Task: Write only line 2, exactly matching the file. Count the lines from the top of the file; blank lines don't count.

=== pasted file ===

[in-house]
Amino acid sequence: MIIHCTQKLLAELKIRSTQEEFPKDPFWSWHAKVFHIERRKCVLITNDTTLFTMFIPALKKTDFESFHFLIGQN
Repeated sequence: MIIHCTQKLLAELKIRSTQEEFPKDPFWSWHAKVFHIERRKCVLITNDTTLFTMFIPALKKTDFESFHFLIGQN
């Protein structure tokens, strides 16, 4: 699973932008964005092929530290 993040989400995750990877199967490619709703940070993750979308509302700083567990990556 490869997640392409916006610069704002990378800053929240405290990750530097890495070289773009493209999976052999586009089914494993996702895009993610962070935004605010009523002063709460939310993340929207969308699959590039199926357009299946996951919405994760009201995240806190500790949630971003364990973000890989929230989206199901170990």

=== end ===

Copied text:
Amino acid sequence: MIIHCTQKLLAELKIRSTQEEFPKDPFWSWHAKVFHIERRKCVLITNDTTLFTMFIPALKKTDFESFHFLIGQN